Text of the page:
Turning to the laity, Orsy addresses the question of why the revised Canon Law explicitly excludes the laity from any major decision-making processes. His historical analysis indicates that many church Councils were called by laity and dominated by lay input and lay votes. This, he claims, has been reversed by Canon 129, which restricts decision-making power to the ordained clergy. Orsy argues that the Second Vatican Council, with its emphasis on the primacy of baptism in initiating members into the one body of Christ, re-opened the doors to an understanding of the dignity and the essential role that the laity play in the constitution of the church.

Orsy also explores the role of reception of teaching and especially of law in the life of the Church. He comes down clearly on the necessity of the law to be life-giving and not life-restricting, and that the interaction between the living experience of the faithful and the law-makers is essential for a truly authentic formulation of law.

Of special interest is a lengthy exchange between Orsy and Cardinal Ratzinger which took place in 1998 in the pages of a German theological journal, Stimmen der Zeit. Orsy argues that Pope John Paul’s 1998 motu proprio “Ad tuendam fidem” has created a new category of “definitive teaching,” which is not infallible but irreformable. This teaching has been incorporated into canon 750 of the church’s Canon Law.

Ratzinger, for his part, defends the central authority of the papacy; and the two agree to disagree. It is unfortunate for most of us in the United States that this important dialogue took place in German more than 10 years ago and is just now finding publication in English in this new book. It is clear that the dialogue joined here has continued among canon lawyers and theologians, and will greatly influence the future direction of the church.

A Tribute to Hugh Lawrence Burns

By Father Hugh Burns

I write these paragraphs as I sit by my dad's bedside in hospice in Sun City Center, Florida. He is close to death, and therefore even closer to life. My father, Hugh Lawrence Burns, Sr, founded the Voice of the Faithful in Tampa Bay in 2002. Although my parents have lived in Florida since 1986, they raised my sisters and me in Needham, Massachusetts. When the abuse crisis erupted in Boston in 2002 it hit them hard. In starting VOTF locally my dad did all he could in both a faith-filled and uncompromisingly determined way to keep the spotlight of truth on the issue. He was often called to comment in print and on television on the scandal crisis.

My dad was born in Ansonia, Connecticut, on November 7, 1927. We moved to Needham in 1956 where my dad pursued his career as a lab technician and psychiatric social worker for the Veterans Administration. In failing health he and my mother, Betty, retired to Sun City Center in 1986. Never minding a weakened constitution, he immediately involved himself in countless civic, religious and social activities. The Church was always his primary focus. For 20 years he and my mom brought communion to local nursing homes, sang in the choir and served as Respect Life chairpersons. As long as his health allowed my dad lobbied the state legislature in Tallahassee on behalf of the Florida Catholic Conference on life and justice issues. In 1996 both mom and dad were named Knights of Columbus "Family of the Year" for Florida.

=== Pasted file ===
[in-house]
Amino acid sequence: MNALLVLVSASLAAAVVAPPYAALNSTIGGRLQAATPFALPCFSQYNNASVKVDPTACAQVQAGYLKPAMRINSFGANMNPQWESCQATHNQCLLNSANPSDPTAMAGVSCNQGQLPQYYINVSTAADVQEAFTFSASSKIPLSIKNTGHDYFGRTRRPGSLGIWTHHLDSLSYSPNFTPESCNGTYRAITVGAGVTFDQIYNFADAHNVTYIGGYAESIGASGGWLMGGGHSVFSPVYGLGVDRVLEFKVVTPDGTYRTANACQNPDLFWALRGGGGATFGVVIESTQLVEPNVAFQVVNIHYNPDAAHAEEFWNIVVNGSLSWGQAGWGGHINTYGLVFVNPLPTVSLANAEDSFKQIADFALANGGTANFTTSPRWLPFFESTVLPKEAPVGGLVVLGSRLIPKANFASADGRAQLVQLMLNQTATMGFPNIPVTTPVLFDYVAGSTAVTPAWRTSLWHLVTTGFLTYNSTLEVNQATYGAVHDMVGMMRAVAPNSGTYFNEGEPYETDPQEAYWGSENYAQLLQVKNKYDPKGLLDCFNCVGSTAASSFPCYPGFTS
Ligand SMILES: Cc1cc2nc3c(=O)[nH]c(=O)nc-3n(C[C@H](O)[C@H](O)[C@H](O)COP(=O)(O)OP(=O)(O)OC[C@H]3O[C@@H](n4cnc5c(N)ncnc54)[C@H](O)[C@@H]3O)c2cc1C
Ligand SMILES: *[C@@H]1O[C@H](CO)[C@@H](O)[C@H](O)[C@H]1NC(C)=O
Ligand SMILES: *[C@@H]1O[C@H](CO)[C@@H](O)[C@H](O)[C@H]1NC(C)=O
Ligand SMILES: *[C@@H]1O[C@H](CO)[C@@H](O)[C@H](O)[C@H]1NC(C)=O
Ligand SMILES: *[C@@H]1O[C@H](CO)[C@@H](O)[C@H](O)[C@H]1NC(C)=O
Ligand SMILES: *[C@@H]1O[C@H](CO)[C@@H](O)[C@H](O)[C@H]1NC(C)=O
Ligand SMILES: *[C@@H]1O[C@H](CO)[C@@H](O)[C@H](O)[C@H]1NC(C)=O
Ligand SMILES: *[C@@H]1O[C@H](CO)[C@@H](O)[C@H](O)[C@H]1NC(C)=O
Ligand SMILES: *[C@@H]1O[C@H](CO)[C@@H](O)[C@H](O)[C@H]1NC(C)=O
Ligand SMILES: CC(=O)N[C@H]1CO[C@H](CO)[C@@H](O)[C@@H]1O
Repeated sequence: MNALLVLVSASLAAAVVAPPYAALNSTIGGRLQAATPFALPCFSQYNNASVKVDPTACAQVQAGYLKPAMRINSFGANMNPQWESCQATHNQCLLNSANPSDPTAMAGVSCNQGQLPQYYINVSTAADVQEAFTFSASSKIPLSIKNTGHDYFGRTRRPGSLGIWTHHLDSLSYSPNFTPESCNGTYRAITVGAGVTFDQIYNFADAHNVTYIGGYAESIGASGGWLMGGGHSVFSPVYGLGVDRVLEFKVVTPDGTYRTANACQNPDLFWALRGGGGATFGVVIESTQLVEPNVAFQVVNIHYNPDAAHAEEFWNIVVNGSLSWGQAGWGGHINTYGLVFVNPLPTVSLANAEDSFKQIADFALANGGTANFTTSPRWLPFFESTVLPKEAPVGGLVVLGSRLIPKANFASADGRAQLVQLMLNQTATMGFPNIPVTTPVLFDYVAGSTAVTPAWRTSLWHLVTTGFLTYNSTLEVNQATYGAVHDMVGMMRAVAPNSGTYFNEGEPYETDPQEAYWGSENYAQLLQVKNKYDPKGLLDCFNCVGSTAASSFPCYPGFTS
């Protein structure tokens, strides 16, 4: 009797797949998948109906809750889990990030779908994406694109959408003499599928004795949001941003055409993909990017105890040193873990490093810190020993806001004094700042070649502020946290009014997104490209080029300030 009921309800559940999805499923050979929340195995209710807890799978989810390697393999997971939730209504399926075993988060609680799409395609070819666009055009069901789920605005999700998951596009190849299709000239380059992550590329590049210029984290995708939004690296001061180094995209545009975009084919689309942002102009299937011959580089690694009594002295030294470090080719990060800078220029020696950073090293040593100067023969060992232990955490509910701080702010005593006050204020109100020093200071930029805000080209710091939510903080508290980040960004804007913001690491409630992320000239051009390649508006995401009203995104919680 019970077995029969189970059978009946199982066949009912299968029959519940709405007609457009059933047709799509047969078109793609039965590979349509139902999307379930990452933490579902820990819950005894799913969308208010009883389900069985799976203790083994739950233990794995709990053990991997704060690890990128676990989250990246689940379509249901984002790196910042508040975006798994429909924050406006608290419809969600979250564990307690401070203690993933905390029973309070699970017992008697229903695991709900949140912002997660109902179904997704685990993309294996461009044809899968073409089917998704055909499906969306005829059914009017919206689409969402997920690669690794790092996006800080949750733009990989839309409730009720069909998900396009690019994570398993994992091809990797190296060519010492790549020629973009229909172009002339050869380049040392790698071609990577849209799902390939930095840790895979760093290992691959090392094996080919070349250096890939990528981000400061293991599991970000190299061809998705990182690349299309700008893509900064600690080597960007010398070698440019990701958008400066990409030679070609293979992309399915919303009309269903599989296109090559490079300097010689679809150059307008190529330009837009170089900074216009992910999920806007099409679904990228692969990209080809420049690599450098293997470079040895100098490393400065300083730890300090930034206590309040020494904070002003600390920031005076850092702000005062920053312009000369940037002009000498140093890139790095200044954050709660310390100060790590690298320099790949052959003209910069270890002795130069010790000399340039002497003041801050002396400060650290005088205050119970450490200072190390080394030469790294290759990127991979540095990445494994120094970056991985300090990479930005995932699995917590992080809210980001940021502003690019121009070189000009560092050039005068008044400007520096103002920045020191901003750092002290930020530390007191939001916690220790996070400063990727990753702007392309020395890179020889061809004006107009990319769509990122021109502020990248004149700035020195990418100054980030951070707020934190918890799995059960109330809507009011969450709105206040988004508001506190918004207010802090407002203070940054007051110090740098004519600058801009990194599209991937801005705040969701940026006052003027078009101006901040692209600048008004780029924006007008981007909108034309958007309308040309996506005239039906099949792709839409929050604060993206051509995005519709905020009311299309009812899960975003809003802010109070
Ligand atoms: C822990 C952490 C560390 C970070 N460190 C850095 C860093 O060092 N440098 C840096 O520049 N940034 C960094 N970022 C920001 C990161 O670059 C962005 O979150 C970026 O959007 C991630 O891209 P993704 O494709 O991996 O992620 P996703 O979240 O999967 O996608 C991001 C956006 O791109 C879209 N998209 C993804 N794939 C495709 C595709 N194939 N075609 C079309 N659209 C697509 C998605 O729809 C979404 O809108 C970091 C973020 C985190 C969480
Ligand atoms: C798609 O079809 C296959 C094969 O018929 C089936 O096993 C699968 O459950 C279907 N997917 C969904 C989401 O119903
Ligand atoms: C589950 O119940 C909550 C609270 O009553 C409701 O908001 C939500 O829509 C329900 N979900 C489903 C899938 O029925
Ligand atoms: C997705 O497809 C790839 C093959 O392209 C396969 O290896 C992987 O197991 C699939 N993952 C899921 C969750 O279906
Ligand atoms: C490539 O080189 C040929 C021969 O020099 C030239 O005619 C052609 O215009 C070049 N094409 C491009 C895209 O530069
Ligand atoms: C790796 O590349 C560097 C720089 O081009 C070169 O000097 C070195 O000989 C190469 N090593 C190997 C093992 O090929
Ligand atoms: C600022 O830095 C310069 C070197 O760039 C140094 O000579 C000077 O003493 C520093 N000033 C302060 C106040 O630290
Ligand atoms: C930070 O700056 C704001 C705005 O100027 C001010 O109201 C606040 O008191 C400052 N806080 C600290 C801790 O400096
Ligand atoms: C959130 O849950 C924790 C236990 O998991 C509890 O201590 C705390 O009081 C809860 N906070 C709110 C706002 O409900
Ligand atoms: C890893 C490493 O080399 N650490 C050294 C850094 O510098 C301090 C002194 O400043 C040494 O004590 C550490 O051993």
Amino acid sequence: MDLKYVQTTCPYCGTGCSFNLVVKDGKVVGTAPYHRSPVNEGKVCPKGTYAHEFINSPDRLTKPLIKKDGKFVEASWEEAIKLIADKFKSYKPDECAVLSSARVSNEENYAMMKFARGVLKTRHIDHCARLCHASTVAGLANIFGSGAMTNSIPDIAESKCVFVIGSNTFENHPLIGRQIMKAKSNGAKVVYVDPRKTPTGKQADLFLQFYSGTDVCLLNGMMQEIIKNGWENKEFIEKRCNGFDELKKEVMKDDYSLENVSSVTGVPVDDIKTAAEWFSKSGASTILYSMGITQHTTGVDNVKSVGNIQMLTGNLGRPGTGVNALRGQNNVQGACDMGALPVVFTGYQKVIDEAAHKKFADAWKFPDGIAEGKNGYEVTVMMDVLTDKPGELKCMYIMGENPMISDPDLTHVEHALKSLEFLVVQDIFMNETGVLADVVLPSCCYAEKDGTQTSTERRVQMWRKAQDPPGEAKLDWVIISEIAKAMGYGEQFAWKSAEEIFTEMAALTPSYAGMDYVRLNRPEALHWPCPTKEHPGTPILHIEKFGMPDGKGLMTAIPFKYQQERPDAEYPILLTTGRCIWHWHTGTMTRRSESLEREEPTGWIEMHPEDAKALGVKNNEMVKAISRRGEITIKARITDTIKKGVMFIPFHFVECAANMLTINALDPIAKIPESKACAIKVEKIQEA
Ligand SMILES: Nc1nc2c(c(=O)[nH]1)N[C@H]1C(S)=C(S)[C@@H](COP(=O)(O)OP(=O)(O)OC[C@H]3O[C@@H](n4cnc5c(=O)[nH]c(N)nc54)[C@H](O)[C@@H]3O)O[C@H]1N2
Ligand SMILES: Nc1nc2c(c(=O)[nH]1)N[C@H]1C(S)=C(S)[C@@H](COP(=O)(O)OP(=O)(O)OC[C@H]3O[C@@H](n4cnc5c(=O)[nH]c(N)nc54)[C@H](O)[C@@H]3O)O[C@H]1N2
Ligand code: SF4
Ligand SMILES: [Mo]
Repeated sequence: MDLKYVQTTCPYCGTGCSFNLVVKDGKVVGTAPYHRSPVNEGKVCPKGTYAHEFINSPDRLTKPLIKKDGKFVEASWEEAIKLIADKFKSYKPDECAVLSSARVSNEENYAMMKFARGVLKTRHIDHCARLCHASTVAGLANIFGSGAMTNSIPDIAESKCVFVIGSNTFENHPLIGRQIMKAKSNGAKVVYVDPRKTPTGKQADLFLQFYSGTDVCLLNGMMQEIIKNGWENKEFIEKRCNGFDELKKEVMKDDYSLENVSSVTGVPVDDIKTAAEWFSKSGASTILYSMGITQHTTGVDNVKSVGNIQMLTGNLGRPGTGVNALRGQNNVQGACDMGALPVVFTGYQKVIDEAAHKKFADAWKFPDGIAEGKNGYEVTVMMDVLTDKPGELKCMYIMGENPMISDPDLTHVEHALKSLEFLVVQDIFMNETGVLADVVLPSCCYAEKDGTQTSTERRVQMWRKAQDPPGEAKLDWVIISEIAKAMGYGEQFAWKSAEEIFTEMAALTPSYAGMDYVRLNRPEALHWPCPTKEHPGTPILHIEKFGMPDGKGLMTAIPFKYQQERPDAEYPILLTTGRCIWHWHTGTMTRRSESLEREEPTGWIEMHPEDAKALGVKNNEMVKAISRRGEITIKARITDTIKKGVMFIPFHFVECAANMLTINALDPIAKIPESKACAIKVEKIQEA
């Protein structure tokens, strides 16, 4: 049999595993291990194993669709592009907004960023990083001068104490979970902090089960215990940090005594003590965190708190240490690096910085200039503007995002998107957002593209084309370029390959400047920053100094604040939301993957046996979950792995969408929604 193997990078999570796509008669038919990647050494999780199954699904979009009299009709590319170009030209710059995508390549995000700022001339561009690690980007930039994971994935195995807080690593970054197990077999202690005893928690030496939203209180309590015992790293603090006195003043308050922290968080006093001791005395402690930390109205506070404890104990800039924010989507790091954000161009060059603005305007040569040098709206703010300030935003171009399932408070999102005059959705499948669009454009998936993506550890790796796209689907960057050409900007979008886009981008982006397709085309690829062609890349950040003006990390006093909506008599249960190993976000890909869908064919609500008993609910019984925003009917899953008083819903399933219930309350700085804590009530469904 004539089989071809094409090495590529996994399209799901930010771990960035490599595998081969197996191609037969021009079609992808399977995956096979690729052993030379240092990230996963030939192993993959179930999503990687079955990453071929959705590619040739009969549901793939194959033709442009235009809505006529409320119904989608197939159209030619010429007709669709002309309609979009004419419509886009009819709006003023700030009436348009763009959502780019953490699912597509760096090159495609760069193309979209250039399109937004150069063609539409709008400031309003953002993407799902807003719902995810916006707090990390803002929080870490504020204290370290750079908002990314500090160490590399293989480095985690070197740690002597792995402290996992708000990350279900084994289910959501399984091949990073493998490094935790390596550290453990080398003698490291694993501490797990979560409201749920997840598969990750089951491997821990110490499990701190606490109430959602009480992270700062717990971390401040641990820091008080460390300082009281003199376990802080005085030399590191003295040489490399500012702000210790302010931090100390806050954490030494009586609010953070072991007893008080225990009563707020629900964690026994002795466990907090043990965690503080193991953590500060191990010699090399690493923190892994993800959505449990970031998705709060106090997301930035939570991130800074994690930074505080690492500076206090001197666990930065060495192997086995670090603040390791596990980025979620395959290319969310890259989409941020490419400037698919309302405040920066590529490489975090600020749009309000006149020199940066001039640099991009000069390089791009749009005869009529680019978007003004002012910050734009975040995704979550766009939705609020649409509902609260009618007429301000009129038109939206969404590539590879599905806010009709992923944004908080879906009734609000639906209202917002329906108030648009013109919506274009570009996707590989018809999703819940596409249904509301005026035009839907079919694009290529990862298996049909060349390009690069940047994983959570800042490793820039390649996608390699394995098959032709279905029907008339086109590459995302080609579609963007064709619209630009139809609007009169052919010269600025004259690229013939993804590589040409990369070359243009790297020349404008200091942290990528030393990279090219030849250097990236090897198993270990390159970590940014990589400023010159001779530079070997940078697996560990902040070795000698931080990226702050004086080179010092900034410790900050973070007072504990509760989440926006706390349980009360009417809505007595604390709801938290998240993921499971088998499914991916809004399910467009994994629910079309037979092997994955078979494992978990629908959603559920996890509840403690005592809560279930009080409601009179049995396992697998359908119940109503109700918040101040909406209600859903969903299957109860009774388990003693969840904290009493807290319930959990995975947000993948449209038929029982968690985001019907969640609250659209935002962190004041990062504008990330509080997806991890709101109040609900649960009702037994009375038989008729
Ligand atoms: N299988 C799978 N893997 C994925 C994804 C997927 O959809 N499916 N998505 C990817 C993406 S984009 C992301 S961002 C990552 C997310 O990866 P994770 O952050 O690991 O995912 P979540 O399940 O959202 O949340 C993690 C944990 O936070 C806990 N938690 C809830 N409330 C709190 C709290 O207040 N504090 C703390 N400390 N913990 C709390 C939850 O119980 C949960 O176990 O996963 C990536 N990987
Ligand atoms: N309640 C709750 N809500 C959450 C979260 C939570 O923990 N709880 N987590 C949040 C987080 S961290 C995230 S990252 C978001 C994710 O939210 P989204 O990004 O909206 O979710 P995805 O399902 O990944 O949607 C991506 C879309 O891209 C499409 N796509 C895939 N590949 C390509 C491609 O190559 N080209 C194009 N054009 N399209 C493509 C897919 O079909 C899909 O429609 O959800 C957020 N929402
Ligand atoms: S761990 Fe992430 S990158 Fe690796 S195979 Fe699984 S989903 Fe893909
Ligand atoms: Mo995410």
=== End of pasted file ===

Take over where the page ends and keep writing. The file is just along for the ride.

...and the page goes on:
Closest to my dad’s heart was his prison ministry, which he started at the Hillsborough State Correctional Facility. For 20 years he brought his gentle zeal and social work skills to this task. His latest project was a rose garden for the women inmates to tend. In November 2009 the State of Florida named the garden for him. Tampa Bay Channel 9 named him a “Local Hero” for his prison work as well as for serving on the local parole board for youth offenders. 

Although VOTF was ejected from the local parish, Fr Demetrio Lorden of the Mexican mission, Our Lady of Guadalupe in Wimauma, welcomed the affiliate. The Florida sun has faded many bumper stickers on Dad’s car. But he just put on a fresh one before his most recent hospitalization, and he instructed my mother to bury him with his VOTF pin prominently displayed.

My dad was always a man of faith, family and an unstoppable activist. Mother Jones’ motto might as well be his: “Pray for the dead and fight like hell for the living!” Please pray for him.

June 23, 2010

Members Speak Out

Carolyn Disco, from New Hampshire VOTF, has posted at length on the issue of movable abuse-evaluation standards and how they make it harder for abuse allegations to be evaluated. Read the article and Carolyn’s comments on Commonweal magazine’s website at
. Carolyn asks “If bishops can legislate their own standards in violation of church law and the Charter/Norms, what has been wrought here?”

Site Seeing

Priests removed for sexual/financial impropriety

Another priest removed  due to accusations of financial misconduct,0,4789886.story

Jason Berry writes on the ordeal of Maciel’s son...’s-son-sue-legionaries-details-abuse-tells-ncr-dad-promised-6-million

A Loyola professor of bioethics weighs in on the excommunication of Sister McBride

Questions, Comments?

Please send them to Siobhan Carroll, Vineyard Editor at Unless otherwise indicated, I will assume comments can be published as Letters to the Editor.